Word of the week “Cyber Security Month”
Week 3: Oct. 15–19: It’s Everyone’s Job to Ensure Online Safety at Work
When you are on the job – whether it’s at a corporate office, local restaurant, healthcare provider, academic institution or government agency ‒ your organization’s online safety and security are a responsibility we all share. And, as the lines between our work and daily lives become increasingly blurred, it is more important than ever to be certain that smart cybersecurity carries over between the two. Week 3 will focus on cybersecurity workforce education, training and awareness while emphasizing risk management, resistance and resilience. NCSA’s CyberSecure My Business™ will shed light on how small and medium-sized businesses can protect themselves, their employees and their customers against the most prevalent threats
NIST publication – Cybersecurity is Everyone’s Job – HERE – thanks to Naz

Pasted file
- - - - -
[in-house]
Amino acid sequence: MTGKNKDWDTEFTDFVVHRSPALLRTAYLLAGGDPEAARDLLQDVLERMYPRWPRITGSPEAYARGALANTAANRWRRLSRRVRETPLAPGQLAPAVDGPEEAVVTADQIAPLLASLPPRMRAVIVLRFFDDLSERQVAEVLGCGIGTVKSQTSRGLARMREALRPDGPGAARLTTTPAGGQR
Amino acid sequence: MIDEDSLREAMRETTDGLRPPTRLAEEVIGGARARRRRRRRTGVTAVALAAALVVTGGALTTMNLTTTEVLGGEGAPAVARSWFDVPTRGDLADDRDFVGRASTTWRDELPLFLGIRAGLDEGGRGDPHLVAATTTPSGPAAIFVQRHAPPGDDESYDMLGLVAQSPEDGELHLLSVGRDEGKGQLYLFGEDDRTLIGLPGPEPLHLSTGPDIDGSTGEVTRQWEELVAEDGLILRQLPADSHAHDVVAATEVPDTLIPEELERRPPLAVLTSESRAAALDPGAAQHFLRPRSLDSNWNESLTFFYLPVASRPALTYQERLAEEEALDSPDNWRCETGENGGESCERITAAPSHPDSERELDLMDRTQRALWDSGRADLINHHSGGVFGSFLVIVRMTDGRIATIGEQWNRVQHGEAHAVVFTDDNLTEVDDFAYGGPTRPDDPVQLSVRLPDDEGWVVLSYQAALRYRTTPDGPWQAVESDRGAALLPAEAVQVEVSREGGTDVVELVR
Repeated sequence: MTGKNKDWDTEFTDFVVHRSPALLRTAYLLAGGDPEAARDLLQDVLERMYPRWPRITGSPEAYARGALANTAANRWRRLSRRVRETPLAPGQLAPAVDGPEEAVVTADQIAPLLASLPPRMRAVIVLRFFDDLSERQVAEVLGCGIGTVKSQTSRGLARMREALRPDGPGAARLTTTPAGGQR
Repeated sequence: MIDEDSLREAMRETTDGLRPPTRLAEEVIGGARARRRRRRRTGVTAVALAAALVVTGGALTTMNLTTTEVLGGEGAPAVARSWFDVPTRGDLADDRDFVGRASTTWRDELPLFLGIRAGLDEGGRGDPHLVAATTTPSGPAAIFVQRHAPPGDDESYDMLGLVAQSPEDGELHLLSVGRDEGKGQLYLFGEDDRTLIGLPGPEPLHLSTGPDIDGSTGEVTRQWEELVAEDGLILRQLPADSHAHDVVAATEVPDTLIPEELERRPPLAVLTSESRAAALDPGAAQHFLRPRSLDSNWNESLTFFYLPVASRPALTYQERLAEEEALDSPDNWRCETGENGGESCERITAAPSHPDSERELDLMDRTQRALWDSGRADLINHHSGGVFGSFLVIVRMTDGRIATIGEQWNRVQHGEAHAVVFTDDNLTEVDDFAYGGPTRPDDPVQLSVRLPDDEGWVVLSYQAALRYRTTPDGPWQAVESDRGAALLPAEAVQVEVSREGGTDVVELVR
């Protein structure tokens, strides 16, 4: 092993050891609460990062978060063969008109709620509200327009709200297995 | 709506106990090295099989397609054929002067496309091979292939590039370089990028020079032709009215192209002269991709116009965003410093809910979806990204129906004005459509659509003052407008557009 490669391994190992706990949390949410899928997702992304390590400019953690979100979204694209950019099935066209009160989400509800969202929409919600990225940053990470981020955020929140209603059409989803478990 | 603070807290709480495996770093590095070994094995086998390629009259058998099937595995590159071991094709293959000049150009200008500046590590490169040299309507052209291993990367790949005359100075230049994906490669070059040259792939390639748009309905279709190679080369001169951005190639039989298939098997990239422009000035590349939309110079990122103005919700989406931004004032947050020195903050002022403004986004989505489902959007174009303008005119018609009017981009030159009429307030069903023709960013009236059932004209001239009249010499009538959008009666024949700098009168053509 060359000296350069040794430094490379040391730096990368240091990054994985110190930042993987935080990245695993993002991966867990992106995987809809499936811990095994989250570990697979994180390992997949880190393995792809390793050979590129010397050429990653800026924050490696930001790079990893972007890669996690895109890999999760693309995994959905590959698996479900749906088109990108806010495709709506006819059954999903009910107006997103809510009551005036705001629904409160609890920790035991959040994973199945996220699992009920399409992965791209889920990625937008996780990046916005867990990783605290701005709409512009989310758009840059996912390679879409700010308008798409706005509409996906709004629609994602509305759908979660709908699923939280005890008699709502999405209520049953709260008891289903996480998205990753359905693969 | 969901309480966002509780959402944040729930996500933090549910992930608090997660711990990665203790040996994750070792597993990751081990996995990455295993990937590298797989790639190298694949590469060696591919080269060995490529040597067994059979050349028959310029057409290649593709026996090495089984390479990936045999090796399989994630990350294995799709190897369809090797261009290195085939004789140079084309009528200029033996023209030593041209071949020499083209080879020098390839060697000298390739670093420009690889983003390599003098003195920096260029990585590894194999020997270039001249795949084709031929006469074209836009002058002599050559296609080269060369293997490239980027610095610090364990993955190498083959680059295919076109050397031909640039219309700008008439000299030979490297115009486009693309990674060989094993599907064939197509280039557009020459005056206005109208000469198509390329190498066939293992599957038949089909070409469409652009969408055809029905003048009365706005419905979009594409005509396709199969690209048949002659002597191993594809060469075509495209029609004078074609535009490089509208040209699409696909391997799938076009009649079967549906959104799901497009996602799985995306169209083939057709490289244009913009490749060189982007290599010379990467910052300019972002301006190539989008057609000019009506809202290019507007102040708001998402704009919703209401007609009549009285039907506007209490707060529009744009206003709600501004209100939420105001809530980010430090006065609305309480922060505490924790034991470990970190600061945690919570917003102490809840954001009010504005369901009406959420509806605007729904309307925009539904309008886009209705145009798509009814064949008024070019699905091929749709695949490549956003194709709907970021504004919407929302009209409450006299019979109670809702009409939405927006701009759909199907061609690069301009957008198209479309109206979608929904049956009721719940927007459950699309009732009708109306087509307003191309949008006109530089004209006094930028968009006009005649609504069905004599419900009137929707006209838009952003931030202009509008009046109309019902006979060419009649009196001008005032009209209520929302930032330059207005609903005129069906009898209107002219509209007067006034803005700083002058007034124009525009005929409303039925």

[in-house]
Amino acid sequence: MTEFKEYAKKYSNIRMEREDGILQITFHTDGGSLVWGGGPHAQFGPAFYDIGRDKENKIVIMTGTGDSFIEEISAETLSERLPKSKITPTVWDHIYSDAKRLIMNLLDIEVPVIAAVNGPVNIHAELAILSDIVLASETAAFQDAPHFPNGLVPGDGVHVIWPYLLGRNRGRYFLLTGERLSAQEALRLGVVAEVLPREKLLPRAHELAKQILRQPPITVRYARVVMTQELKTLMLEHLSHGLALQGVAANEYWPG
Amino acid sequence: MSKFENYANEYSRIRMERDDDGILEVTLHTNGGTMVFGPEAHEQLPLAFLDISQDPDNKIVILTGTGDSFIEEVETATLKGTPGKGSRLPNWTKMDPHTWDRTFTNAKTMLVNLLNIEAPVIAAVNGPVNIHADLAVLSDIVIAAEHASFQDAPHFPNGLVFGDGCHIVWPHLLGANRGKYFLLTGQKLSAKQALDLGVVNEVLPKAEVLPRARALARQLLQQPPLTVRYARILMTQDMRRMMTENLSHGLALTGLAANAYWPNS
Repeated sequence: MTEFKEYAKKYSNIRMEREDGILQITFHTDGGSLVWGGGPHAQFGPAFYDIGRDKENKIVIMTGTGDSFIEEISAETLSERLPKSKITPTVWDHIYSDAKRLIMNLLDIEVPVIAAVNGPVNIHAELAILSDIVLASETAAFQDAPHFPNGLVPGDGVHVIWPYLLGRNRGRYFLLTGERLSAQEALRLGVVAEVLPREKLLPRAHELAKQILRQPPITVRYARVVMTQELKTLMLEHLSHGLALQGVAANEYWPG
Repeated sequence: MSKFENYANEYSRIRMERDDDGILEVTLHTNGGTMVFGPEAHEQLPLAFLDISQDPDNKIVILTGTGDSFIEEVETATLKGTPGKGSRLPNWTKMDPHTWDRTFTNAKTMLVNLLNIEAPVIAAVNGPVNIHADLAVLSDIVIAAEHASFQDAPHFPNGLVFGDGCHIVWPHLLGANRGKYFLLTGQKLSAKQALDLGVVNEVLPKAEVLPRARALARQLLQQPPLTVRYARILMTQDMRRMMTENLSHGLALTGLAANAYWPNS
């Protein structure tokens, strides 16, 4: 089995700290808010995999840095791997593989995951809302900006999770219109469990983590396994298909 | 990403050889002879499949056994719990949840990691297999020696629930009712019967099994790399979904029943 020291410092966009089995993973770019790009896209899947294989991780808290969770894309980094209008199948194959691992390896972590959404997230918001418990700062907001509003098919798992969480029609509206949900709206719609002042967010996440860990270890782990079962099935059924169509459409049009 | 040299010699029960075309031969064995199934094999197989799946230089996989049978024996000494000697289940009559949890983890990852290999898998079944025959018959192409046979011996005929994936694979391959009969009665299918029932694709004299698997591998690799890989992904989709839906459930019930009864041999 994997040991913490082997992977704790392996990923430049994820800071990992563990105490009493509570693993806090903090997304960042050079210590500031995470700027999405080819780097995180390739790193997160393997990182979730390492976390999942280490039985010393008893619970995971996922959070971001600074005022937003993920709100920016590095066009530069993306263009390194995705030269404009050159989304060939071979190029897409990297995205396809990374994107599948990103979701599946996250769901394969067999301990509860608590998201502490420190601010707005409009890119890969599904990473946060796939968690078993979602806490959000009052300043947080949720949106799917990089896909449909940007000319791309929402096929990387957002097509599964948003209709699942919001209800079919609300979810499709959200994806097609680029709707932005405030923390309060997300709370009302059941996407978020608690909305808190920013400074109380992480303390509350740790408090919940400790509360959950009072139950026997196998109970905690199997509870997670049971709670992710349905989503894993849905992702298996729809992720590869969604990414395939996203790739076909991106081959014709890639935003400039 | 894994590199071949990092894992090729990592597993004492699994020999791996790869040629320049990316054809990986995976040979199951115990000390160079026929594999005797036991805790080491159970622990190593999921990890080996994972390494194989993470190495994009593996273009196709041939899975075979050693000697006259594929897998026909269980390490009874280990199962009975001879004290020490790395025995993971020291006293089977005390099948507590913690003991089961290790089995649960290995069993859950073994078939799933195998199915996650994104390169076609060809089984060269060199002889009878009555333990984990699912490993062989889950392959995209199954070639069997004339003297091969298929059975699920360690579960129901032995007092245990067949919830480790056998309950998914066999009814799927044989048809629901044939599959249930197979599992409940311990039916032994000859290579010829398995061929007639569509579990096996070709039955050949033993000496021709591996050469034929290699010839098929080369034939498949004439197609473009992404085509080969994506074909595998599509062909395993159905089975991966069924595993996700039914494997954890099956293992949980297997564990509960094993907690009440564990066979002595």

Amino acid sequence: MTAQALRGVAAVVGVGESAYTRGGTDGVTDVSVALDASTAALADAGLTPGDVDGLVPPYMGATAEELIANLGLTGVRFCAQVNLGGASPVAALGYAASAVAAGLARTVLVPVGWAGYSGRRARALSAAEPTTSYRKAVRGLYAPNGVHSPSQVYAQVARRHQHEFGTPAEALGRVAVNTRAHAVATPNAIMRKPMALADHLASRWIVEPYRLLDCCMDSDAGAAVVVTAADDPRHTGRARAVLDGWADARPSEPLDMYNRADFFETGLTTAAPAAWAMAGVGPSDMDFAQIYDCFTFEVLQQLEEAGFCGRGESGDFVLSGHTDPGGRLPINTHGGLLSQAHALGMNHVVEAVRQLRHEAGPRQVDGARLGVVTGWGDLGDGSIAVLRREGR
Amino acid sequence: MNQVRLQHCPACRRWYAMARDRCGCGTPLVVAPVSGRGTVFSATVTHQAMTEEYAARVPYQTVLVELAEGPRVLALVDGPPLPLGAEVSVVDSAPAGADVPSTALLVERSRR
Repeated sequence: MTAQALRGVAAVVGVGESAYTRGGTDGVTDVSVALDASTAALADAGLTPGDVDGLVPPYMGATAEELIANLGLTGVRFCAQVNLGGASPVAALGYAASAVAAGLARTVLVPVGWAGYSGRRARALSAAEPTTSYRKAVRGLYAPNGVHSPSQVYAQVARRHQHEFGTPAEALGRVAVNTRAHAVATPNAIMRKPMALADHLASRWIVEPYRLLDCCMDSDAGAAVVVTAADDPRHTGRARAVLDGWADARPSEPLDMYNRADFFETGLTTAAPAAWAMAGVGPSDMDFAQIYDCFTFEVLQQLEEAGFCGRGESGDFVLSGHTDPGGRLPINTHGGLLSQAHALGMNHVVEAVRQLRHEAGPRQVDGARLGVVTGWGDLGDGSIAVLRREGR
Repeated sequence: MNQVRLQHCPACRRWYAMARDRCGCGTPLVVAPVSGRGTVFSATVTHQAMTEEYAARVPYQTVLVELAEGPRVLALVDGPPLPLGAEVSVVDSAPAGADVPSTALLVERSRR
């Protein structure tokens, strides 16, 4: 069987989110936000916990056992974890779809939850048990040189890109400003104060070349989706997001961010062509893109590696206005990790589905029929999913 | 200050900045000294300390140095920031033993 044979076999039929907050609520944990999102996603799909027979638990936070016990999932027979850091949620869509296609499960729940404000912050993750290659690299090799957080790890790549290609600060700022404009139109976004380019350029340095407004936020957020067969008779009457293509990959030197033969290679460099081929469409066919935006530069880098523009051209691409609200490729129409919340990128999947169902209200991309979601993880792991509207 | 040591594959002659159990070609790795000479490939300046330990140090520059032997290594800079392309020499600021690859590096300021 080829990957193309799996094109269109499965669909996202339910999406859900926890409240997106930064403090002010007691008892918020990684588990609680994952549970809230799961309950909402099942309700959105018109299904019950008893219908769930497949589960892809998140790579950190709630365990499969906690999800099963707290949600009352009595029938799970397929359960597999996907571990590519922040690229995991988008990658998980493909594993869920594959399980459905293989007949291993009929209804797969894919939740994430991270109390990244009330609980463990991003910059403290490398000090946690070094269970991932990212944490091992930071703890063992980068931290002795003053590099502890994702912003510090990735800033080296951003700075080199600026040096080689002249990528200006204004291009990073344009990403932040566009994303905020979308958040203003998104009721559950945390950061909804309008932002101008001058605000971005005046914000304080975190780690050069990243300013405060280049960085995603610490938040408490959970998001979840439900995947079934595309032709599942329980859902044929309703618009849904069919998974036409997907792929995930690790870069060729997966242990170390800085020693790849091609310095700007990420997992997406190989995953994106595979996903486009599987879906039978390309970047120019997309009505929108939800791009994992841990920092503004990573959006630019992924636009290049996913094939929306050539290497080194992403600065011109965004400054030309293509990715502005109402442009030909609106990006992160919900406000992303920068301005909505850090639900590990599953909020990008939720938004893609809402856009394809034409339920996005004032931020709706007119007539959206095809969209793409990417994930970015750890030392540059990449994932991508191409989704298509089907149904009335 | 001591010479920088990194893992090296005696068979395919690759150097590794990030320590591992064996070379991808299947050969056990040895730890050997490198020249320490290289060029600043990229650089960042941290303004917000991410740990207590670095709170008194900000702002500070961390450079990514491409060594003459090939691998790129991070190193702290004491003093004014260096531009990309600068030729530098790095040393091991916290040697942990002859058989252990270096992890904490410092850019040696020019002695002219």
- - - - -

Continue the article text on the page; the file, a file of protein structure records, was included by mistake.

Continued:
Word of the week special
The Art Of Making Difficult Things Look Simple
“Treat auditors like mushrooms – keep them in the dark and feed them *hit”
Javaad Malik (@j4vv4d) – Security Advocate at AlienVault
“GDPR Bot” – thanks to Naz
“Security at the expense of usability comes at the expense of security”
They know this already!
TO DO LIST
Crypto challenge of the week
Welcome to Krypton! The first level is easy. The following string encodes the password using Base64:
Use this password to log in to krypton.labs.overthewire.org with username krypton1 using SSH on port 2222. You can find the files for other levels in /krypton/
May 25th: GDPR Live! See incidents section below
June 30th: TLS1.1 mandatory for PCI-DSS compliance BEWARE!
Now: TLS1.2 mandatory for proper security
TLS 1.0 and TLS 1.1 ARE GOING!!
Now: HTTPS mandatory
HTTPS everywhere HERE
The Illustrated TLS Connection
Every byte of a TLS connection explained and reproduced.
In this demonstration a client has connected to a server, negotiated a TLS 1.2 session, sent “ping”, received “pong”, and then terminated the session. Click below to begin exploring
March 29th 2019: Brexit
September 2019: PSD2 security mandatory